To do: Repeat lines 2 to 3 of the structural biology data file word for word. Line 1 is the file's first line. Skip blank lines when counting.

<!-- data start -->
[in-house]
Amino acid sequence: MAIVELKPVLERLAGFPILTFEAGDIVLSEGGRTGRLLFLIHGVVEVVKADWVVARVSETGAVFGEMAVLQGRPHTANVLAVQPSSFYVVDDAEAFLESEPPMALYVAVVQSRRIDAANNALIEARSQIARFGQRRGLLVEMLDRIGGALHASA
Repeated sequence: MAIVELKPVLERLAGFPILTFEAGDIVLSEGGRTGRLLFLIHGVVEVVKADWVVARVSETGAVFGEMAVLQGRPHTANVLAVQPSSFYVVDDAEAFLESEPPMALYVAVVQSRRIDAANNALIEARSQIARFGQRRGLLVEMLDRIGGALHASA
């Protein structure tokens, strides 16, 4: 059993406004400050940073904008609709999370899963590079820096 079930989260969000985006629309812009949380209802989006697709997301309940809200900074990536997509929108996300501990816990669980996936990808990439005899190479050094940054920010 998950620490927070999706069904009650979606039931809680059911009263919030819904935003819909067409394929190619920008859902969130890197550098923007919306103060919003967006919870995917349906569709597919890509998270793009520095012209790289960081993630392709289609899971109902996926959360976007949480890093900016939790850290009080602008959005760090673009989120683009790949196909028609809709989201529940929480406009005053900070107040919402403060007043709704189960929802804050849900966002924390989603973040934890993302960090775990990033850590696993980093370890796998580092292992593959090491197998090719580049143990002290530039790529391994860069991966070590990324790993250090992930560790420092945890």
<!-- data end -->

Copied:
Amino acid sequence: MAIVELKPVLERLAGFPILTFEAGDIVLSEGGRTGRLLFLIHGVVEVVKADWVVARVSETGAVFGEMAVLQGRPHTANVLAVQPSSFYVVDDAEAFLESEPPMALYVAVVQSRRIDAANNALIEARSQIARFGQRRGLLVEMLDRIGGALHASA
Repeated sequence: MAIVELKPVLERLAGFPILTFEAGDIVLSEGGRTGRLLFLIHGVVEVVKADWVVARVSETGAVFGEMAVLQGRPHTANVLAVQPSSFYVVDDAEAFLESEPPMALYVAVVQSRRIDAANNALIEARSQIARFGQRRGLLVEMLDRIGGALHASA